Open access peer-reviewed chapter - ONLINE FIRST

Features of Pyrolysis of Plant Biomass at Excessive Pressure

By Sergey Vasilevich and Dmitry Degterov

Submitted: May 26th 2021Reviewed: July 15th 2021Published: November 11th 2021

DOI: 10.5772/intechopen.99468

Downloaded: 51

Abstract

The paper describes methods for producing charcoal (highly porous carbon materials) based on plant (wood) raw materials, and the equipment used to implement these processes, the use of activated carbons. The paper describes results of an experimental study of the effect of pressure on the formation of charcoal in the pyrolysis of birch chips. The experimental investigation was carried out at pressures of 0.1, 0.3, 0.5, 0.7 MPa. To investigate the effect of pressure on the pyrolysis process, a laboratory bench was designed and constructed. It was found that increasing the pressure from 0.1 MPa to 0.7 MPa increases the yield of charcoal from 25.1 to 32.4% by weight (relative to the dry weight of the starting material) and the carbon content from 89.1% by weight at 0.1 MPa to 96.4% by weight at 0.7 MPa. The calorific value of charcoal decreases from 34.86 MJ/kg at a pressure of 0.1 MPa to 30.23 MJ/kg at a pressure of 0.7 MPa. This is due to the release of oxygen-containing components, which have a higher calorific value than pure carbon, from the porous coal structure. Reduction of the charcoal heat combustion with a decrease in the amount of oxygen-containing components confirms conclusion that their calorific value exceeds the calorific value of pure carbon.

Keywords

  • pyrolysis
  • birch chips
  • pressure
  • laboratory reactor
  • charcoal

1. Introduction

Charcoal (Figure 1) is a solid porous pyrolysis product of plant biomass (thermal decomposition without oxygen access), which is formed along with liquid products (resins) and combustible gases. Charcoal is used as a high quality renewable solid fuel (calorific value 30–35 MJ/kg), as well as in industry, for example, in the production of technical silicon [1].

Figure 1.

General view (a) and micrograph (b) of charcoal.

Currently, the use of charcoal in the production of carbon sorbents is expanding, which are used in various technologies of adsorption purification and separation [2, 3].

The density of wood has a significant effect on the strength of coal, which can vary significantly both from breed to breed, and in different parts of the wood. Table 1 shows the average physical characteristics of oak and birch wood, which are most often used in Belarus for the production of high-quality charcoal.

Wood speciesBirchOak
Density in an absolutely dry state, kg/m3520550
Cellulose content, %45,837,1
Content of hemicellulose, %26,028,8
Lignin content, %21,222,5
Heat capacity, J/kg K1700
Calorific value, kWh/kg4,0
Thermal conductivity across the fibers, mW/m K150200
Charcoal output, kg/m3150160

Table 1.

Physical parameters of raw materials for the production of charcoal [2].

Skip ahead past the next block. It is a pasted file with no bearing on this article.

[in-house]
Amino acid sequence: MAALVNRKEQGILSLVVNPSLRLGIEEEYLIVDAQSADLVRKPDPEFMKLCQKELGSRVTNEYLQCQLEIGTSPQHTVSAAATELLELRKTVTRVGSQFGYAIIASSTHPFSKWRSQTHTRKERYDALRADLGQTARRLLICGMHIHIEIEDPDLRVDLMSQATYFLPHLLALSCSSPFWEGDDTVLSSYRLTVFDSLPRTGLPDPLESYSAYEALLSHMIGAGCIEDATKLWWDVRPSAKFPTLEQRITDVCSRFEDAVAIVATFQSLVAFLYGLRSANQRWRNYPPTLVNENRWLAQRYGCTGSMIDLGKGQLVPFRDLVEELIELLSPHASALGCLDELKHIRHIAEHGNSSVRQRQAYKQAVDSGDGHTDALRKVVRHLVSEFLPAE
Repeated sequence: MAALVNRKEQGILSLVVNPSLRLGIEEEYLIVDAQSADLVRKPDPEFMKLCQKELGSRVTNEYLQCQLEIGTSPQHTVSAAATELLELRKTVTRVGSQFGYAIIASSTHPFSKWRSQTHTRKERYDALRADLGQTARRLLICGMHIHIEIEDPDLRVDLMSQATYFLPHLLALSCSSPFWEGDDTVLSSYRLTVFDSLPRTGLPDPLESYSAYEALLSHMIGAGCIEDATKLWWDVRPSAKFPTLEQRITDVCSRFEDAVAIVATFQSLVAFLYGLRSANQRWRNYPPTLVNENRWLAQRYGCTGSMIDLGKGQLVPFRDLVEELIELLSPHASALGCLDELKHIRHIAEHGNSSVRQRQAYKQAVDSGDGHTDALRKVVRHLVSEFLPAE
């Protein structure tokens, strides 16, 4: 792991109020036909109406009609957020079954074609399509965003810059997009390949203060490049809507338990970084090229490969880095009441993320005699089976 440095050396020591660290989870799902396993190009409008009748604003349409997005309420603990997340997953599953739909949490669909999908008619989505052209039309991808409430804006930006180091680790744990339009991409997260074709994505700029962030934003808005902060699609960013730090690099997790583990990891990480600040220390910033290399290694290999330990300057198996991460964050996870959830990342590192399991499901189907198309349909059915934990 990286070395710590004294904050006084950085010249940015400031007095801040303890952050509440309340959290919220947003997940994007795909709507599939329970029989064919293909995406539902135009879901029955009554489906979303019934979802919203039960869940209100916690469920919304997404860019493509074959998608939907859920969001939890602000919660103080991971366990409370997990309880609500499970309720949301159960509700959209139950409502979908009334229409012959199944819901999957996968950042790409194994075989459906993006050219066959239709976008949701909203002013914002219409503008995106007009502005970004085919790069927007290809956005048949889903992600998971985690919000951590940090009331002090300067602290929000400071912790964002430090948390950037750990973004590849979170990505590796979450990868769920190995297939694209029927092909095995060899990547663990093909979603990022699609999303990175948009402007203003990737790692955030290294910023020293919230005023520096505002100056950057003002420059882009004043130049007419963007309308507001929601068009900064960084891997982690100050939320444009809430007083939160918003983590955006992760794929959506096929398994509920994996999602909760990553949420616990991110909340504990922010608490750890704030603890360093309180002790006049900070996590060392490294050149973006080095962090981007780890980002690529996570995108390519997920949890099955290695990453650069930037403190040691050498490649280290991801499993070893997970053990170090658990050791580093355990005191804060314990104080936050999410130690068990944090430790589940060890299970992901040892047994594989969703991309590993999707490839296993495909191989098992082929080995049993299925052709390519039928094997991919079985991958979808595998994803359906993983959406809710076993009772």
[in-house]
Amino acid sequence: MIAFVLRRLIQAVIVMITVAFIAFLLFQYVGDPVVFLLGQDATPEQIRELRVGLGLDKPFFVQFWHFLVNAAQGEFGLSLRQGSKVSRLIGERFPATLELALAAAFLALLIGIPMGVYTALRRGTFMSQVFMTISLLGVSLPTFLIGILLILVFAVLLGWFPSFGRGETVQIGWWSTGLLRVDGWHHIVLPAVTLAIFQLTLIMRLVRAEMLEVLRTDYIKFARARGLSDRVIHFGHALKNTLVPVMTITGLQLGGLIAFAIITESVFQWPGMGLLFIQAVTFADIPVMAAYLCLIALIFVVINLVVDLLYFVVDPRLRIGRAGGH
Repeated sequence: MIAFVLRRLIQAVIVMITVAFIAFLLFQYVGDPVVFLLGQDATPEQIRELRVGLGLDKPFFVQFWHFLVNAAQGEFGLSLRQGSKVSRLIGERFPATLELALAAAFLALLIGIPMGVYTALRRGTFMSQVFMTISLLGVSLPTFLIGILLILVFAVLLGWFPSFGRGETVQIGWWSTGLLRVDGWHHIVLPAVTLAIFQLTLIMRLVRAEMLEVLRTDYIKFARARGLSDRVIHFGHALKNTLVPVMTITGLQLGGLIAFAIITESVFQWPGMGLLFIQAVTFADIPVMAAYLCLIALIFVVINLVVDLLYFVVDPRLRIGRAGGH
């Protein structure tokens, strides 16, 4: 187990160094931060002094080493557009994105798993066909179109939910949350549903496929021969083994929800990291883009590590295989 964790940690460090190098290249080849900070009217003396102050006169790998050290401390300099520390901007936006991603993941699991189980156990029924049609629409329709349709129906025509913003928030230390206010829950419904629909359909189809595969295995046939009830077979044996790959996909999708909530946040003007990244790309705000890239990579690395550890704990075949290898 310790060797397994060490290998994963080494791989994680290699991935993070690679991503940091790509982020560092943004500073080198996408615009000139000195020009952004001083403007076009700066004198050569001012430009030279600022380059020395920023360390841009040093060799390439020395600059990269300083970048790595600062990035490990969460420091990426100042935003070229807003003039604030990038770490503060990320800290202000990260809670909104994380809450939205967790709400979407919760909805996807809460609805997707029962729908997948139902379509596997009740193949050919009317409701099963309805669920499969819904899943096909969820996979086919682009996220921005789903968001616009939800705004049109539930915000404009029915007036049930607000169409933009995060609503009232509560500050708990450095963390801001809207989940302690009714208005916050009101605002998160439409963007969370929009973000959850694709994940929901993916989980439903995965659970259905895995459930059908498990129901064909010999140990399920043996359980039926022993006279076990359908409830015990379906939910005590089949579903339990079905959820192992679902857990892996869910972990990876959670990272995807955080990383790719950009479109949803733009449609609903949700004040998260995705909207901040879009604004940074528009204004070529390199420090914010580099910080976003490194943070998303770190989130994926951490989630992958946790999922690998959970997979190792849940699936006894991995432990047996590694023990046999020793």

The yield of charcoal during pyrolysis increases as the size of the pieces of wood increases, while the yield of almost all liquid products decreases. Depending on the size of the wood raw material, it is possible to achieve different densities of its packing in the working chamber. Depending on the size of the wood raw material, it is possible to achieve different densities of its packing in the working chamber. The full wood ratio determines the volume fraction of wood in a densely folded woodpile. The values of the fullness coefficient for firewood of different sizes are presented in Table 2. Assuming that birch chopped firewood 0.5 m long is used for coal production, we will use the value of the wood content factor 0.72 in the calculations.

Type of firewoodConiferous firewood, mDeciduous firewood, m
0,251,03,00,251,03,0
Round 3–10 cm thick0,790,690,610,750,630,55
Round 11–14 cm thick0,810,720,660,800,700,62
Chipped up to 15 cm thick0,770,700,630,760,680,60
A mixture of round and chipped0,770,700,650,760,680,63

Table 2.

Coefficients of full wood content [1].

The process of wood pyrolysis essentially depends on the initial moisture content. This value varies in very wide ranges: from 60 to 65% for freshly sawn raw materials to 15% for air-dry wood. The optimal level of relative humidity of wood intended for pyrolysis is in the range of 15–25%. With a higher humidity, in addition to an increase in fuel consumption and a decrease in the productivity of devices, the mechanical strength of coal decreases. In this regard, the raw material must be pre-dried. With natural drying of wood, a 12-month supply of raw materials is technically justified. With artificial drying, the supply of wood must be at least 3 months [1].

Depending on the calcination temperature and its duration, the content of non-volatile carbon in the coal varies. Tables 2.3 and 2.4 show examples of the distribution of elements in the original wood and decomposition products for the calcination depths, as a result of which the content of non-volatile carbon in coal is 84 and 94%. The data are given in terms of absolutely dry wood. As follows from these tables, an increase in the content of non-volatile carbon leads to a decrease in the yield of coal and an increase in the duration of the process. Thus, the calcination of the coal should only be carried out to the extent required by the customer. For domestic purposes, coal with a non-volatile carbon content of 77–82% is optimal.